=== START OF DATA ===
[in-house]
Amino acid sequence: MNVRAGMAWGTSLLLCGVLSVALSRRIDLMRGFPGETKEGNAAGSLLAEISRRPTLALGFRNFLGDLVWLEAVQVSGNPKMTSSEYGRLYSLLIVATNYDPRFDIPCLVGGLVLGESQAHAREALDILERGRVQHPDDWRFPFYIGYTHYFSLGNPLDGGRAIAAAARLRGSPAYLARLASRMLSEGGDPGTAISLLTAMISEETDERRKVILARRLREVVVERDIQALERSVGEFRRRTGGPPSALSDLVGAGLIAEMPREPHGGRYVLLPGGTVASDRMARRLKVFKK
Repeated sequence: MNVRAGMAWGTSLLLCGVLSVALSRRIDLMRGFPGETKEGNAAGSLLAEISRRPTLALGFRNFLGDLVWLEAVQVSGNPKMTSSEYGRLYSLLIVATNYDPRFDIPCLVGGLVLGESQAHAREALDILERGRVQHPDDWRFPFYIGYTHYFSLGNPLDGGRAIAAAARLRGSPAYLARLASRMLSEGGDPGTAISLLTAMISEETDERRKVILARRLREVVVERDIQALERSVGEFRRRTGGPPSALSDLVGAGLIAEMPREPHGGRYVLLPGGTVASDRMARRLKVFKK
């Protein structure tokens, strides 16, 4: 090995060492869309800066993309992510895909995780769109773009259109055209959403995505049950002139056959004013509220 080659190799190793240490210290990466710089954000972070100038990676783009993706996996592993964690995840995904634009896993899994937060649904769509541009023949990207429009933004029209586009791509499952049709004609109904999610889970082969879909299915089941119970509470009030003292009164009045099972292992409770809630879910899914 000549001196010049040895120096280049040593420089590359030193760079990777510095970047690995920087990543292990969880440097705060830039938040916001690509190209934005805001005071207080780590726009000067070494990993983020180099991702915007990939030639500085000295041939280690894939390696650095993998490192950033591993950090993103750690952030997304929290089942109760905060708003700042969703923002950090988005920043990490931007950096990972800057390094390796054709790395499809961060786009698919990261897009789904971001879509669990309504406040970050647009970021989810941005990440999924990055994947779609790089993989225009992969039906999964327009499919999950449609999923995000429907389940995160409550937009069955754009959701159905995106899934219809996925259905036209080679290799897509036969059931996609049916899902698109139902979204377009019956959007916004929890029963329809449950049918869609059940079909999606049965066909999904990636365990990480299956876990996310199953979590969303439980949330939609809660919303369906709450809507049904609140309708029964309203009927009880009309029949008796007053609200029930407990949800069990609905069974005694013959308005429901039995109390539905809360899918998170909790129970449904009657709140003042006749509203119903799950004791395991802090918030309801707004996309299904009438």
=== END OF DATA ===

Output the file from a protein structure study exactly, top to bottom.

[in-house]
Amino acid sequence: MNVRAGMAWGTSLLLCGVLSVALSRRIDLMRGFPGETKEGNAAGSLLAEISRRPTLALGFRNFLGDLVWLEAVQVSGNPKMTSSEYGRLYSLLIVATNYDPRFDIPCLVGGLVLGESQAHAREALDILERGRVQHPDDWRFPFYIGYTHYFSLGNPLDGGRAIAAAARLRGSPAYLARLASRMLSEGGDPGTAISLLTAMISEETDERRKVILARRLREVVVERDIQALERSVGEFRRRTGGPPSALSDLVGAGLIAEMPREPHGGRYVLLPGGTVASDRMARRLKVFKK
Repeated sequence: MNVRAGMAWGTSLLLCGVLSVALSRRIDLMRGFPGETKEGNAAGSLLAEISRRPTLALGFRNFLGDLVWLEAVQVSGNPKMTSSEYGRLYSLLIVATNYDPRFDIPCLVGGLVLGESQAHAREALDILERGRVQHPDDWRFPFYIGYTHYFSLGNPLDGGRAIAAAARLRGSPAYLARLASRMLSEGGDPGTAISLLTAMISEETDERRKVILARRLREVVVERDIQALERSVGEFRRRTGGPPSALSDLVGAGLIAEMPREPHGGRYVLLPGGTVASDRMARRLKVFKK
């Protein structure tokens, strides 16, 4: 090995060492869309800066993309992510895909995780769109773009259109055209959403995505049950002139056959004013509220 080659190799190793240490210290990466710089954000972070100038990676783009993706996996592993964690995840995904634009896993899994937060649904769509541009023949990207429009933004029209586009791509499952049709004609109904999610889970082969879909299915089941119970509470009030003292009164009045099972292992409770809630879910899914 000549001196010049040895120096280049040593420089590359030193760079990777510095970047690995920087990543292990969880440097705060830039938040916001690509190209934005805001005071207080780590726009000067070494990993983020180099991702915007990939030639500085000295041939280690894939390696650095993998490192950033591993950090993103750690952030997304929290089942109760905060708003700042969703923002950090988005920043990490931007950096990972800057390094390796054709790395499809961060786009698919990261897009789904971001879509669990309504406040970050647009970021989810941005990440999924990055994947779609790089993989225009992969039906999964327009499919999950449609999923995000429907389940995160409550937009069955754009959701159905995106899934219809996925259905036209080679290799897509036969059931996609049916899902698109139902979204377009019956959007916004929890029963329809449950049918869609059940079909999606049965066909999904990636365990990480299956876990996310199953979590969303439980949330939609809660919303369906709450809507049904609140309708029964309203009927009880009309029949008796007053609200029930407990949800069990609905069974005694013959308005429901039995109390539905809360899918998170909790129970449904009657709140003042006749509203119903799950004791395991802090918030309801707004996309299904009438």